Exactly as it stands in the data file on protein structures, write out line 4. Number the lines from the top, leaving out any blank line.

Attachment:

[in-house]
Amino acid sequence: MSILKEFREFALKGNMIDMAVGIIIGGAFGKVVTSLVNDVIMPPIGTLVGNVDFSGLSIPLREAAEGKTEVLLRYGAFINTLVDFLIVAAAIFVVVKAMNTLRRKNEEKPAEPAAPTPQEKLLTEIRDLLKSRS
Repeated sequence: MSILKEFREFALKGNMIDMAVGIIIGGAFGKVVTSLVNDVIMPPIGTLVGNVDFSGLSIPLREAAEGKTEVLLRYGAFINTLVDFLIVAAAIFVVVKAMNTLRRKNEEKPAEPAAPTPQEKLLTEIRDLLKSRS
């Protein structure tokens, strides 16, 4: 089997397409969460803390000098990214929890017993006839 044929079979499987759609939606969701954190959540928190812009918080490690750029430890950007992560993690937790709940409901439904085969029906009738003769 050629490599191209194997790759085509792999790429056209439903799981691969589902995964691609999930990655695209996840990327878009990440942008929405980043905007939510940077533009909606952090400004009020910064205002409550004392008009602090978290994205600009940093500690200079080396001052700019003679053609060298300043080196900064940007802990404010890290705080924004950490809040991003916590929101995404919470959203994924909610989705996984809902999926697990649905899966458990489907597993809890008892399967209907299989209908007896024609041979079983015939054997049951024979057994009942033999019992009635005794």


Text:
């Protein structure tokens, strides 16, 4: 089997397409969460803390000098990214929890017993006839 044929079979499987759609939606969701954190959540928190812009918080490690750029430890950007992560993690937790709940409901439904085969029906009738003769 050629490599191209194997790759085509792999790429056209439903799981691969589902995964691609999930990655695209996840990327878009990440942008929405980043905007939510940077533009909606952090400004009020910064205002409550004392008009602090978290994205600009940093500690200079080396001052700019003679053609060298300043080196900064940007802990404010890290705080924004950490809040991003916590929101995404919470959203994924909610989705996984809902999926697990649905899966458990489907597993809890008892399967209907299989209908007896024609041979079983015939054997049951024979057994009942033999019992009635005794």